Gypsy moth caterpillar.
Photo credit: Daniel Herms, The Ohio State University, Bugwood.org

Pupae

In mid-July to mid-August, mature caterpillars stop feeding and weave silk around their bodies to form a hard, brown shell or cocoon. In this pupa stage, caterpillars start their metamorphosis or change into the moth stage of the life cycle. This process takes about two weeks.

 
Three gypsy moth egg masses on the trunk of a tree with a pupae casing (left).
Photo credit: Daniel Herms, The Ohio State University, Bugwood.org

Moths

Moths, the adult stage of the life cycle, emerge from the pupal cases in mid-August. The moths do not eat and they live only for a week. Female moths have white wings with brown chevron or ‘V-shaped’ markings and do not fly. Male moths have smaller brown wings and are able to fly. Attracted to a pheromone emitted by the female, the males can fertilize several females before dying. Female moths lay egg masses that remain dormant until spring.

 
Adult female (right) on an egg mass with an adult male (left).
Photo credit: Daniel Herms, The Ohio State University, Bugwood.org

How do gypsy moths travel?

Caterpillars hang in trees on a silk strand and can be carried a great distance by the wind. Humans also move egg masses or pupal cases on travel trailers, firewood, cars, etc. Vehicular travel is how they came to Macomb County! Make sure you do not give the gypsy moth a ride.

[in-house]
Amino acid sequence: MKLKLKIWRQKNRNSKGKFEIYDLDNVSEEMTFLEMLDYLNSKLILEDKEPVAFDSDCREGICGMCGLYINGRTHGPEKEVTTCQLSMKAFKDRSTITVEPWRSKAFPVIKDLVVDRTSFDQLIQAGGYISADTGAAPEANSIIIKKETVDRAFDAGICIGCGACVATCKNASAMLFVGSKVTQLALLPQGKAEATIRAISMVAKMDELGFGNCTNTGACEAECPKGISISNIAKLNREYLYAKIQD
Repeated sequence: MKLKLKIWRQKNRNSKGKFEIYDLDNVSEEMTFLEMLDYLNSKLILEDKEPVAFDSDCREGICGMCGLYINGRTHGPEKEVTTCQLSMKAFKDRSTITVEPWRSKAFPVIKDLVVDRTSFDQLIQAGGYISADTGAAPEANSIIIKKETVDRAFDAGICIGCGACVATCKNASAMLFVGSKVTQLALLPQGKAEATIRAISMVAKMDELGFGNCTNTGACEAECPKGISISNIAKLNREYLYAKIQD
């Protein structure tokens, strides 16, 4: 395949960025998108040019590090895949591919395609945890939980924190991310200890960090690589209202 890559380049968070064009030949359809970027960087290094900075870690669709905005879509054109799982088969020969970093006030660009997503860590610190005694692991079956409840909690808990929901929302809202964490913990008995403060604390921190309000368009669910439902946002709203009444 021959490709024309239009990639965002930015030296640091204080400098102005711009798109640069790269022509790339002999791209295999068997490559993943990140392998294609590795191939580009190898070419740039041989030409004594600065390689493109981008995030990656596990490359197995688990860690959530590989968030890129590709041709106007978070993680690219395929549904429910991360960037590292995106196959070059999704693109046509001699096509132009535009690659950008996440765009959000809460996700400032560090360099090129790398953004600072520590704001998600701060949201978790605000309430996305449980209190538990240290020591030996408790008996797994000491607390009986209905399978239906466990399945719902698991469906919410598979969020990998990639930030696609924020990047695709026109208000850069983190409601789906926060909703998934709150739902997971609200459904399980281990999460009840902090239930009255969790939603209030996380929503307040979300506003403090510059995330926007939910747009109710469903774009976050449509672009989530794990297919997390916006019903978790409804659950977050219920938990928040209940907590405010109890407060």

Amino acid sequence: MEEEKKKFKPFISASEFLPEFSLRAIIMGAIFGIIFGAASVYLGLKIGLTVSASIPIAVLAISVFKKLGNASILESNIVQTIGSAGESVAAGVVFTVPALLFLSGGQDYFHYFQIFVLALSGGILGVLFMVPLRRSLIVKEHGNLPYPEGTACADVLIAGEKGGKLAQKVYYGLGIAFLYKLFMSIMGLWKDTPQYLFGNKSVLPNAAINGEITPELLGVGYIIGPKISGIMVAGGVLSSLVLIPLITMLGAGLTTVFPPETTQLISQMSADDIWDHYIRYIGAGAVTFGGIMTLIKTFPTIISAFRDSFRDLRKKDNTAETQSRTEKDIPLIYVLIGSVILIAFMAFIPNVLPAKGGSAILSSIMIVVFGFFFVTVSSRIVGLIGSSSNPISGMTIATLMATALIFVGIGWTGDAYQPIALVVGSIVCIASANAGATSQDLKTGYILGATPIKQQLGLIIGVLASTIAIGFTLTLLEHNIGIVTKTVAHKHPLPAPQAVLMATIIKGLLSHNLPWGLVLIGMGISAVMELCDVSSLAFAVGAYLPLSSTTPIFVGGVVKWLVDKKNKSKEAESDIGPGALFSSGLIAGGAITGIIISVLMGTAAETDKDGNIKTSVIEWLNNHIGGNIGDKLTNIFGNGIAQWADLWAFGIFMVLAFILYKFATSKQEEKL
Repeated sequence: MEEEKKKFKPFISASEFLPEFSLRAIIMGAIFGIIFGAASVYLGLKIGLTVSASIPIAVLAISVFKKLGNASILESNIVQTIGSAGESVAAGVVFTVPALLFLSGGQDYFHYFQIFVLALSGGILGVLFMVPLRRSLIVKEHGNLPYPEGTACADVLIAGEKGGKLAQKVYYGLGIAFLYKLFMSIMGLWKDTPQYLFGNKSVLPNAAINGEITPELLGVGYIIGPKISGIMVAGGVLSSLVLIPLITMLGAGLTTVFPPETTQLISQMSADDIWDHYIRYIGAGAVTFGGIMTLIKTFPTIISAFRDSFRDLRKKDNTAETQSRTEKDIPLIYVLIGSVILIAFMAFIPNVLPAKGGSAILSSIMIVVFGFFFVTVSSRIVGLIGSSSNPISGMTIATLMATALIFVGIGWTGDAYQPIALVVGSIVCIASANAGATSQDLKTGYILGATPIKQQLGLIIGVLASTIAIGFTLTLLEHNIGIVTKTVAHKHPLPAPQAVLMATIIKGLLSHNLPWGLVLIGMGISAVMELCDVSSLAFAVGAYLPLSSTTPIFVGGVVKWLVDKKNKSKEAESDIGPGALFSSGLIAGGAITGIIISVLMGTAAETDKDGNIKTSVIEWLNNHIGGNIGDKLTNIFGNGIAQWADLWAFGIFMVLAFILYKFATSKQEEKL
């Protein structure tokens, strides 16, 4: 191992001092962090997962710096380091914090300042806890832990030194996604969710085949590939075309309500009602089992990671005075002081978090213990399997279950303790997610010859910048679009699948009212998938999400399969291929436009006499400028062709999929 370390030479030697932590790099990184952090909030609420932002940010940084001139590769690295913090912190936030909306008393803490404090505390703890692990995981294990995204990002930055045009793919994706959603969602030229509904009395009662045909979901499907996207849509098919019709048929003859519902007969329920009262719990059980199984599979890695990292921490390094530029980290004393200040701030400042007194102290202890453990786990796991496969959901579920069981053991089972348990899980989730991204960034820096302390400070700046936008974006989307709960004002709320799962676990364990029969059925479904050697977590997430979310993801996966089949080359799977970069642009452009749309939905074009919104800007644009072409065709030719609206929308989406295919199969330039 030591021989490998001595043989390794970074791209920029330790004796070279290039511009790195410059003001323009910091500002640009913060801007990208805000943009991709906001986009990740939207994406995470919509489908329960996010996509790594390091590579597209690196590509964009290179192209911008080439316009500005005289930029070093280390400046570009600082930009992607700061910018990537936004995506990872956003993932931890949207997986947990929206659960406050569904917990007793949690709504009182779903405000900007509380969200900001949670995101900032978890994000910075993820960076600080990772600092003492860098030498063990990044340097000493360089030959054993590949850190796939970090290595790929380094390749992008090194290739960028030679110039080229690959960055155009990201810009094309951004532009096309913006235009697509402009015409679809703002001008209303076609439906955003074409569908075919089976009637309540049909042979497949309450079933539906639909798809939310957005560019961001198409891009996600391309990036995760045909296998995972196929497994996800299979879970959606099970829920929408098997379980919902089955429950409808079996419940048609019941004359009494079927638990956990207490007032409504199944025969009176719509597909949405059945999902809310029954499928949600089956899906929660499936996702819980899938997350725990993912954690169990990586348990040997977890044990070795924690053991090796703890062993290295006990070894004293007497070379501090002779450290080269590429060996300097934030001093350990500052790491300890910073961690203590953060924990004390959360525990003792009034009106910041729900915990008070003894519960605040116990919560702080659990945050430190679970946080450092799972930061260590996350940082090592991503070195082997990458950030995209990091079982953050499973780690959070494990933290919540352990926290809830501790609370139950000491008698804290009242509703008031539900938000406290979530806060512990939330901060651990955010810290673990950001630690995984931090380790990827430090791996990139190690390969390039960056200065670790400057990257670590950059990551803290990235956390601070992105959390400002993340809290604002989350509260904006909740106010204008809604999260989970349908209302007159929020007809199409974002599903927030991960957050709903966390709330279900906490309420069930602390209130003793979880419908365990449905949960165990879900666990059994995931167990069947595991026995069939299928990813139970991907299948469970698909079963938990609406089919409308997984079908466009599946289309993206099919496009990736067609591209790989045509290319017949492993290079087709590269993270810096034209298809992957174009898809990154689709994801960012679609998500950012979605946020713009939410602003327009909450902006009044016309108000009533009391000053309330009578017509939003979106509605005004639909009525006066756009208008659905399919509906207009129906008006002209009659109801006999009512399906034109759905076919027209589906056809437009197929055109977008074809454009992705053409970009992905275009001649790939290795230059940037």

How do I know if I have gypsy moth?      

A number of MSU Extension bulletins can help you identify the gypsy moth and caterpillar. You can also use the Macomb County MSU Extension diagnostic facility. There is a small fee for some services.

What does gypsy moth damage look like?

Gypsy moth caterpillars feed on tree leaves creating ‘swiss cheese’ type holes. They do not cause pre-mature leaf drop, browning, or curling of leaves. They do not make a web or tent in trees. In addition to damage to the trees, gypsy moth caterpillars can be a nuisance if populations are high enough. Caterpillars and their frass (feces) can drop down from trees on to sidewalks, driveways, yards, porches, and vehicles. The hairs on the caterpillars can cause irritation or an allergic reaction to bare skin. Frass can stain surfaces, especially if it is rained on or becomes wet.

What happens when trees are defoliated?

Trees defoliated more than 40% become stressed by using next year’s energy reserves to grow new leaves during the same season. Healthy trees may withstand several years of defoliation. Evergreens are unable to replace their needles and may die when defoliated. Keep trees watered and fertilized to reduce any stress.

Should I report a gypsy moth infestation?

Yes! To determine if your property is eligible for the Gypsy Moth Suppression Program, report all infestations to the program coordinator at the Macomb County MSU Extension office.  An egg mass survey can be done to assess the level of infestation and determine if an area qualifies for the program.  For more information, please contact:

Macomb MSU Extension Gypsy Moth Suppression Program (586) 469-6432.

 

Useful Links and Factsheets

Gypsy Moth outbreaks in Michigan, MSU Extension

Btk: One management option for gypsy moths, MSU Extension

European Gypsy Moth, USDA APHIS

Gypsy Moth, Penn State University Extension